Weems has played for 10 years at the professional level and is still going strong. His NBA career includes the Denver Nuggets, Toronto Raptures, Phoenix Suns and the Philadelphia 76ers. He continued his love for the sport and subsequently went on to play in Europe in the summer of 2011 for three seasons before returning to the NBA in July of 2015. But, his love for the game internationally helped to push his return overseas. He has taken international teams to multiple EuroLeague Final Fours and was named to the First Team EuroLeague Competition, which is the top of the line in international sports. He played last season in China, where he was named one of the top ten players in scoring averaging more than 30 points per game.

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Weems hosted a community clean-up during the 6th Annual Weems Week – Photo: The Neely Agency

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People of all ages and from all walks of life helped to pick up trash as children would prepare to return to school the following week. – Photo: Neely Agency

Weems continues to actively lead on and off the court with the work that he does to give back to the community. In 2012, he created and developed Weems Week for the youth in his hometown of West Memphis, Arkansas. The annual week-long event’s goal is to inspire and motivate the next generation of thinkers, movers, and doers. This was the 6th year that Weems hosted the event, which features a basketball camp, back to school supplies and backpack giveaway and community cleanup. Weems has traveled the world pursuing his dream of playing professional basketball and desires to help others to achieve their dreams as well.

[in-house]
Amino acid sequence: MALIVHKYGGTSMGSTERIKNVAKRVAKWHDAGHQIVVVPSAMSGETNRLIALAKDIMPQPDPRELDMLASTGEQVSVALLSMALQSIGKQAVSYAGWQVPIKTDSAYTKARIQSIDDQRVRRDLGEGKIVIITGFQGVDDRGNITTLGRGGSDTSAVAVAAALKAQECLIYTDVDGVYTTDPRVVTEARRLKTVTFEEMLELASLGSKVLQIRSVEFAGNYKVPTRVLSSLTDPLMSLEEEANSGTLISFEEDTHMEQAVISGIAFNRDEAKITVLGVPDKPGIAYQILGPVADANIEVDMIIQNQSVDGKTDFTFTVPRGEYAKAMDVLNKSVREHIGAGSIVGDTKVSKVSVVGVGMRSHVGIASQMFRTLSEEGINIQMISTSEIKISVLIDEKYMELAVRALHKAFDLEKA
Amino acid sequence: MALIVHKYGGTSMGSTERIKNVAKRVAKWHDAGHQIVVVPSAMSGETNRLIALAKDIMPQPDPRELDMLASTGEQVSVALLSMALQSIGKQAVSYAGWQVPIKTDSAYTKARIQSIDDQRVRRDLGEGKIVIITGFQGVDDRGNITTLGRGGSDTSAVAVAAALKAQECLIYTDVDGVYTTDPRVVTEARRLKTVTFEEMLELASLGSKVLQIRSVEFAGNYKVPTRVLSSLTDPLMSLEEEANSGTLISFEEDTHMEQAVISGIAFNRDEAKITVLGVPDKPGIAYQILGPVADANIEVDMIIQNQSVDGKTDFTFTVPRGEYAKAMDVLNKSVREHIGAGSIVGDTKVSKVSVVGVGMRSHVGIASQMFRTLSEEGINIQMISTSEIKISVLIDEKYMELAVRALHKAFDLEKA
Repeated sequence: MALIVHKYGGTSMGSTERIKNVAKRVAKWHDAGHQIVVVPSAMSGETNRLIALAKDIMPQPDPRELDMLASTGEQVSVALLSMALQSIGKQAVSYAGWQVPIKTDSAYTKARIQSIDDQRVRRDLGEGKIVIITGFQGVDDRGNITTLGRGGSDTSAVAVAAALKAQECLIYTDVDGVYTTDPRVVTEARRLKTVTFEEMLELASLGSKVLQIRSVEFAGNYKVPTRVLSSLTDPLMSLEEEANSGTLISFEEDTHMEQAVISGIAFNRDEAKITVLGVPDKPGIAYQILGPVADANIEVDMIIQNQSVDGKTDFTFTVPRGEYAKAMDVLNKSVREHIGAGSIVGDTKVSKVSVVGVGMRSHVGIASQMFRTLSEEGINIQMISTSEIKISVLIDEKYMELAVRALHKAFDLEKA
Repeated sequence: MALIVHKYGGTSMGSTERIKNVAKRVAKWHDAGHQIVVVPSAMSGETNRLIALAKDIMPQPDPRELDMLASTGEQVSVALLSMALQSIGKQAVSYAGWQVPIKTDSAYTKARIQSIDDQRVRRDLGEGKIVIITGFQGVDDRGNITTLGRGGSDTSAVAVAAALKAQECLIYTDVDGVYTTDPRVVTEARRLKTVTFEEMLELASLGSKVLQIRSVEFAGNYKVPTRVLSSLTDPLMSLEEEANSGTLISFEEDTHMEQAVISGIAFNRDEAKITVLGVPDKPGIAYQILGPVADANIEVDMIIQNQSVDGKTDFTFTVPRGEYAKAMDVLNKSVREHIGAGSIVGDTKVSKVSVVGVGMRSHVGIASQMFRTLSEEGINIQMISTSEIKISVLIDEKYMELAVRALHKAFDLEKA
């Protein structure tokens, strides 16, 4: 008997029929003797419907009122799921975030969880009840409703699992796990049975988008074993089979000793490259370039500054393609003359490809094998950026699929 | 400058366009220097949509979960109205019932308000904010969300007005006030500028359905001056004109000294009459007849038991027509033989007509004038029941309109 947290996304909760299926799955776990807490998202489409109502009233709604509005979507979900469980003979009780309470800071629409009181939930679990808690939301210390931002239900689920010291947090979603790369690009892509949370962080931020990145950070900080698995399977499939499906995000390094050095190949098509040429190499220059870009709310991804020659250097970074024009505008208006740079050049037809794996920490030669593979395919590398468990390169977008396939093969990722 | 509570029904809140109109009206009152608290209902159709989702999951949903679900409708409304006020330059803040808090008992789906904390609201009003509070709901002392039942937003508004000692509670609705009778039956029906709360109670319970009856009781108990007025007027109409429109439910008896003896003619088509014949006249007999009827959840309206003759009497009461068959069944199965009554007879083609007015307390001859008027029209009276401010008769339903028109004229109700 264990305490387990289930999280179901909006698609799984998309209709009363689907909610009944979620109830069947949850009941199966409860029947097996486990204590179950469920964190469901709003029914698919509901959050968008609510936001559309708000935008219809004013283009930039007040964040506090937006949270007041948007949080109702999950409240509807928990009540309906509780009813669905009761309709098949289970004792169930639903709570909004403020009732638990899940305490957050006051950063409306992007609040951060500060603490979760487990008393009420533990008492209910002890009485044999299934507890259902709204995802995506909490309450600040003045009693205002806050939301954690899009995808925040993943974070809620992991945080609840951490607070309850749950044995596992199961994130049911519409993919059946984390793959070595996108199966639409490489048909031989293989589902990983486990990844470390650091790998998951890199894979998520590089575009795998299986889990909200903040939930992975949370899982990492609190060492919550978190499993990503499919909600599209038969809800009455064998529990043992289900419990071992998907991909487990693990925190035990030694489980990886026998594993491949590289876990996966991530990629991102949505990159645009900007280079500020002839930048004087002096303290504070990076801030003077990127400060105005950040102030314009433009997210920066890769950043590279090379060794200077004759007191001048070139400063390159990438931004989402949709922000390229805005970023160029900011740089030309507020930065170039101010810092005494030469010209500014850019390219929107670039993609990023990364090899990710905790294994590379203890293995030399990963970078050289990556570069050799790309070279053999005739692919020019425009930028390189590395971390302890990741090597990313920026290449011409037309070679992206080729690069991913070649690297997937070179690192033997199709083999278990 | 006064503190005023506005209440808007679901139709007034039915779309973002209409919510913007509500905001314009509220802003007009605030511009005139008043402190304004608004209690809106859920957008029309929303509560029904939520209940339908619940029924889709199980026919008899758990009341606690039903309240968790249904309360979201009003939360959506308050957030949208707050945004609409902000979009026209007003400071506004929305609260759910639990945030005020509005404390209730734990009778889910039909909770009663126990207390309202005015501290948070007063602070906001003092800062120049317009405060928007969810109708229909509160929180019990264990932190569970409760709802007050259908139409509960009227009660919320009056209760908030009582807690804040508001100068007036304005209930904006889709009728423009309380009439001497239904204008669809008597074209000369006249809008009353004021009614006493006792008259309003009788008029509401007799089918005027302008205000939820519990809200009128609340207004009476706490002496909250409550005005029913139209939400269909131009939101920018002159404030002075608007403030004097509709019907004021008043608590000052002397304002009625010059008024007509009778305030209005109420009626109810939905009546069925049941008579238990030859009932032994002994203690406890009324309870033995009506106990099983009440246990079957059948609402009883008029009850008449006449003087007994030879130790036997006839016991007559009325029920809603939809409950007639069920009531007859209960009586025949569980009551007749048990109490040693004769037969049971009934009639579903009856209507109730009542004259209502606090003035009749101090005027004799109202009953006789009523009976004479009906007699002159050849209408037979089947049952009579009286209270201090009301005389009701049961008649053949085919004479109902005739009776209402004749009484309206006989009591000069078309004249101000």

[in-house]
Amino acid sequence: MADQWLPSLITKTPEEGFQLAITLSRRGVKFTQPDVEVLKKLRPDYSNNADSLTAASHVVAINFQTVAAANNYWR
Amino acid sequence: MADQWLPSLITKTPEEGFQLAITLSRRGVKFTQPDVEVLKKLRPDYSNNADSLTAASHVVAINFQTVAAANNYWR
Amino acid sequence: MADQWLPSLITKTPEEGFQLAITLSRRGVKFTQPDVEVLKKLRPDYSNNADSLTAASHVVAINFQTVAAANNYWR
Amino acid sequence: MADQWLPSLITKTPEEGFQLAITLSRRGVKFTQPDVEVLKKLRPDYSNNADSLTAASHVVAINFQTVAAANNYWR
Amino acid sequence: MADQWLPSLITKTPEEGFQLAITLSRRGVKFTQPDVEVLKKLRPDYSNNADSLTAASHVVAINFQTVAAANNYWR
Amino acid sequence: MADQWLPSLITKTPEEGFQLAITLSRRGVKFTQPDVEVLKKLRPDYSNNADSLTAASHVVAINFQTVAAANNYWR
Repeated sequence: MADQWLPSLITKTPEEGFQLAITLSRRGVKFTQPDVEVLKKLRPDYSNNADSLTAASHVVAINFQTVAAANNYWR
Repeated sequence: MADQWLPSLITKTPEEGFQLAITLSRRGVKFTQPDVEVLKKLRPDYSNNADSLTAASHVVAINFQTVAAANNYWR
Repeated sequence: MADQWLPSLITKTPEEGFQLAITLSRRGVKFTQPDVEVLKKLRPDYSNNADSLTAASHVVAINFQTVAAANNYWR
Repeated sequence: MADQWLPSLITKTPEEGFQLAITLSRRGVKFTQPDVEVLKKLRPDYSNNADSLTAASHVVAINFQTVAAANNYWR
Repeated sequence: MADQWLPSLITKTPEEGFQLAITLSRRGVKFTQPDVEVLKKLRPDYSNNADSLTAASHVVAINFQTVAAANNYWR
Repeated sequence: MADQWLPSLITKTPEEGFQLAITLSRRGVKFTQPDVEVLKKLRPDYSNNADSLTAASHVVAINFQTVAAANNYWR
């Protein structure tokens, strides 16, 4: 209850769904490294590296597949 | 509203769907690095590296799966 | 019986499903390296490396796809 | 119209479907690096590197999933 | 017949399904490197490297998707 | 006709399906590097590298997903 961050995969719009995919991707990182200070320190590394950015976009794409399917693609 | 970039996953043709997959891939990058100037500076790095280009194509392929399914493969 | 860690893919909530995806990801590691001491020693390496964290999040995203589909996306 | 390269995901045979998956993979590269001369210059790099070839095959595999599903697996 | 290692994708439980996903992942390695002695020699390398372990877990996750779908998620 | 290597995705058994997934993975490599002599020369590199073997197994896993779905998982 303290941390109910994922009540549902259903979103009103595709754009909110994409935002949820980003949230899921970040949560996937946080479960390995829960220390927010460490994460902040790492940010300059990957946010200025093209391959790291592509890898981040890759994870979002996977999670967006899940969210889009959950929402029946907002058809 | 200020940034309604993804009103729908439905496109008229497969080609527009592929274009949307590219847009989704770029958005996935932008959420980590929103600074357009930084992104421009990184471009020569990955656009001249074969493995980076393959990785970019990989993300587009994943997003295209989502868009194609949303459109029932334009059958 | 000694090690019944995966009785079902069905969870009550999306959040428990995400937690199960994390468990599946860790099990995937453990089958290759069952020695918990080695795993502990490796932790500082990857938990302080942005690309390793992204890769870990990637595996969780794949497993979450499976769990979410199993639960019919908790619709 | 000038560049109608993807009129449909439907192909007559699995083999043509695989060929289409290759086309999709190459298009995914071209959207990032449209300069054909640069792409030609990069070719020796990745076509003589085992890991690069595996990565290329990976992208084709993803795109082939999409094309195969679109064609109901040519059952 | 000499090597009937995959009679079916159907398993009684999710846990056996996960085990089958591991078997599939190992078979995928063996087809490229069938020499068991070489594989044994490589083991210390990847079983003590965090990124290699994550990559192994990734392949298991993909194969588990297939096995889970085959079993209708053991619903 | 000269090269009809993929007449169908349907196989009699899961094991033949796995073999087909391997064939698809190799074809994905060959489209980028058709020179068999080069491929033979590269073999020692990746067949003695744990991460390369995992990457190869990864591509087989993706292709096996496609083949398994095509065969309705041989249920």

“These kids need this. There are a lot more things to do than just running around in the streets,” said Weems.

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Professional athlete Sonny Weems (middle, baack row) shares basketball skills and techniques with students during the basketball camp in his hometown of West Memphis Arkansas. – Photo: The Neely Agency

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Weems showing the youngsters how it’s done during his basketball camp – Photo: The Neely Agency

The 2018 Weems Week, held July 30 to August 3, was met with much success and a stellar turnout. Weems Week kicked off with a community cleanup at the Sonny Weems Basketball Park in West Memphis, Arkansas. The city of West Memphis dedicated the outdoor basketball court and park to Weems in 2015 to show appreciation for his commitment to the community. From the community cleanup, Weems hosted a basketball camp at the Lehr Arena on the Academies of West Memphis campus, formerly known as West Memphis High School. The camp focused on 7th grade male athletes and helped to foster creativity, greater motor skill function and daily life advice for all attendees.